Expert rating: 5/5

Audi A5 Cabriolet

Features of the Audi A5 Cabriolet

The Cabriolet comes with plenty of standard equipment including 18-inch wheels, leather seats, folding rear seats, LED interior lighting, three-zone climate-control, cruise control (complete with freewheeling mode for automatic transmissions), keyless go, Xenon headlights and LED running lights. Audi’s excellent MMI infotainment system is also standard, along with Bluetooth and seat belt microphones that help you to make clear phone calls when driving with the top down. An S line upgrade adds leather and Alcantara trimmed seats, complete with embossed S line signature and four-way lumbar adjustment. S Line models also feature bigger 19-inch wheels and sports suspension that is lowered by 20mm, so you’d be well advised to take a test drive to see if you are comfortable with the firmer set up before being seduced by the slinkier looks. The same is true for the Vorsprung model, which has 20-inch wheels and adaptive comfort suspension, as well as full leather upholstery and lever Matrix LED headlights, which can maintain high beam without dazzling oncoming drivers. Audi’s virtual cockpit, which replaces the standard speedo and rev counter with a 12.3-inch TFT screen that shows selectable graphics, is sure to be a popular option. Another option worth considering is a head-up display, which displays relevant information onto the windshield directly in the driver’s field of vision.

Expert rating: 4/5

Audi A5 Cabriolet

Power for a Audi A5 Cabriolet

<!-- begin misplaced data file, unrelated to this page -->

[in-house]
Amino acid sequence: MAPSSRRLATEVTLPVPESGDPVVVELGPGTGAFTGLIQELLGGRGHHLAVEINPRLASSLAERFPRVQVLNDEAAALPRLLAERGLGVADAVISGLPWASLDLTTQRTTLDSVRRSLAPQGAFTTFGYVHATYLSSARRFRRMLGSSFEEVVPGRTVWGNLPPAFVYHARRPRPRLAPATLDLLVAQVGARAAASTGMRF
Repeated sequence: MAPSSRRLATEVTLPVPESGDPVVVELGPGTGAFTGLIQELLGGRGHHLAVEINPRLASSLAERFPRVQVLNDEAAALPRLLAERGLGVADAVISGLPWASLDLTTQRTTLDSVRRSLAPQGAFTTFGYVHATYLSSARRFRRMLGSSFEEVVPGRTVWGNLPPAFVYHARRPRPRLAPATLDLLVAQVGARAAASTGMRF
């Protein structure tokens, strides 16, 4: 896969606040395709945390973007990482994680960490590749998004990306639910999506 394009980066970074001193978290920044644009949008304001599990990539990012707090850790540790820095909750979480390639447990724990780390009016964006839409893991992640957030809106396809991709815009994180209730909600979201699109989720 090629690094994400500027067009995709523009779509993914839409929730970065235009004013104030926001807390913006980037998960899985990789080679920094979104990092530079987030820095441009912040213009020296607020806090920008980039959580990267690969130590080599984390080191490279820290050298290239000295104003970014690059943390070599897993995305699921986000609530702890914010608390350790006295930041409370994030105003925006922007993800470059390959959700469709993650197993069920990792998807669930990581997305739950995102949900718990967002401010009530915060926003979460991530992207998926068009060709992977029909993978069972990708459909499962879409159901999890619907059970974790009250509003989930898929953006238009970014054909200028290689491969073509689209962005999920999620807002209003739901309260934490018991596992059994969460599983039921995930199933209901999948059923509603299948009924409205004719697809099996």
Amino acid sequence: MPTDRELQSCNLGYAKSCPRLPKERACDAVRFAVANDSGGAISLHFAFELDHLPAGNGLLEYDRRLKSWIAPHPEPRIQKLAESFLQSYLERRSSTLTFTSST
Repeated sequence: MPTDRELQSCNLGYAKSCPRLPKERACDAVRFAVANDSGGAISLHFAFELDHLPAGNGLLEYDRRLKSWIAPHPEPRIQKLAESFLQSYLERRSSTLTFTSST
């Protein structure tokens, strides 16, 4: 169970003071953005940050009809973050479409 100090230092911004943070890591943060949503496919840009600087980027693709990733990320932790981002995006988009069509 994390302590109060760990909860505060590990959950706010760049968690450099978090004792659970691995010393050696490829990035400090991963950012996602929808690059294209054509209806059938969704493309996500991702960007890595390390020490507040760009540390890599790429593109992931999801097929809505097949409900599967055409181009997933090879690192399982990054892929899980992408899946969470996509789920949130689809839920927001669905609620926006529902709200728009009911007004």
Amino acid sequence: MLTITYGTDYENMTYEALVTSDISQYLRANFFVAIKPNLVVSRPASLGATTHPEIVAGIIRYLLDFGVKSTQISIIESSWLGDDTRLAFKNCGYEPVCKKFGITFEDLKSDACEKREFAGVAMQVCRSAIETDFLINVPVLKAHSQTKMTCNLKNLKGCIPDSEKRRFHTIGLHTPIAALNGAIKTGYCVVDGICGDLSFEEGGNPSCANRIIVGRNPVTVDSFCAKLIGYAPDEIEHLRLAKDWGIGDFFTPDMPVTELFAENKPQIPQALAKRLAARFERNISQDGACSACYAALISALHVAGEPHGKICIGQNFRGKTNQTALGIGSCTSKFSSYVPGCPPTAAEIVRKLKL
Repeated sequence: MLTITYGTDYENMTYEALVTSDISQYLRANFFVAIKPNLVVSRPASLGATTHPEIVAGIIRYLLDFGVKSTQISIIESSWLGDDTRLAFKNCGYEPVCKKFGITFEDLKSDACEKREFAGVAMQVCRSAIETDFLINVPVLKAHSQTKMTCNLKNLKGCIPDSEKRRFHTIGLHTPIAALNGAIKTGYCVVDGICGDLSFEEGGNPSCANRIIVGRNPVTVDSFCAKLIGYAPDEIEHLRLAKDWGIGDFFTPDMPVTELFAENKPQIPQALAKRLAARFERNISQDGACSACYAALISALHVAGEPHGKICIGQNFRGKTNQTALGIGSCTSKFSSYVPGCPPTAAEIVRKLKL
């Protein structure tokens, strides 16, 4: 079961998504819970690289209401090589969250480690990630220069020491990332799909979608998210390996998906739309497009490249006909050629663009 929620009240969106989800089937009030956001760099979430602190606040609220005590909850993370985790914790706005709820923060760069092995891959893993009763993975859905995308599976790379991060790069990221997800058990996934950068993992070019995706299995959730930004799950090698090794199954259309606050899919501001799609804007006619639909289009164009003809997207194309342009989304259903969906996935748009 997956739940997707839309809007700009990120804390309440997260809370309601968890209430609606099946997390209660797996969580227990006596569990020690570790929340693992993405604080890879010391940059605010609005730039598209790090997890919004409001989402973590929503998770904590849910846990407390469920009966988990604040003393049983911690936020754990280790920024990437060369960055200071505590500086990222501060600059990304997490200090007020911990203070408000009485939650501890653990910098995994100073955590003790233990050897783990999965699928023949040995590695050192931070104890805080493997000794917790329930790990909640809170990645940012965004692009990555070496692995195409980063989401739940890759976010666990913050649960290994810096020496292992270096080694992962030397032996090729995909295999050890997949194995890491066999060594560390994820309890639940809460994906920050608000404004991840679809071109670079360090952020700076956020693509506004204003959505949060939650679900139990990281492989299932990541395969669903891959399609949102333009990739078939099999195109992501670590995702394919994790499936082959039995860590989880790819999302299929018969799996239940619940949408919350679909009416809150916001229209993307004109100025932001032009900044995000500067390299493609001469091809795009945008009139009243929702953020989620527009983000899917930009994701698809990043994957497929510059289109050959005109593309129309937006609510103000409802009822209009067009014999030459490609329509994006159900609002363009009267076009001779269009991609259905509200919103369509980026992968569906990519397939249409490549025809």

There’s something almost spooky about the A5’s ability to suppress engine noise, vibration and harshness. It is powered by some of the most up-to-date powertrains in motoring, but when even the diesel engines sound this smooth and quiet, it suggests there’s more going on under the bonnet than meets the eye. Whether it’s extensive use of the latest sound-deadening materials, or a newfound ability to fine tune engine mounts, or perhaps both, it’s difficult to say. Either way, the results are mightily impressive. The 190-horsepower 2.0-litre diesel engine, labelled 40 TDI, has more than enough thrust, supplementing its effortless punch with an extremely smooth and refined power delivery, easily outshining similarly sized power units from BMW and Mercedes. The 190-horsepower 2.0-litre turbocharged petrol engine – called the 40 TFSI – is nothing short of immaculate. It’s so flexible and so smooth, if anything, some owners might find it almost too quiet when driving with the roof down. There’s also a more powerful petrol engine, the 45 TFSI with 245 horsepower, but we’ve not tried it yet.

Expert rating: 5/5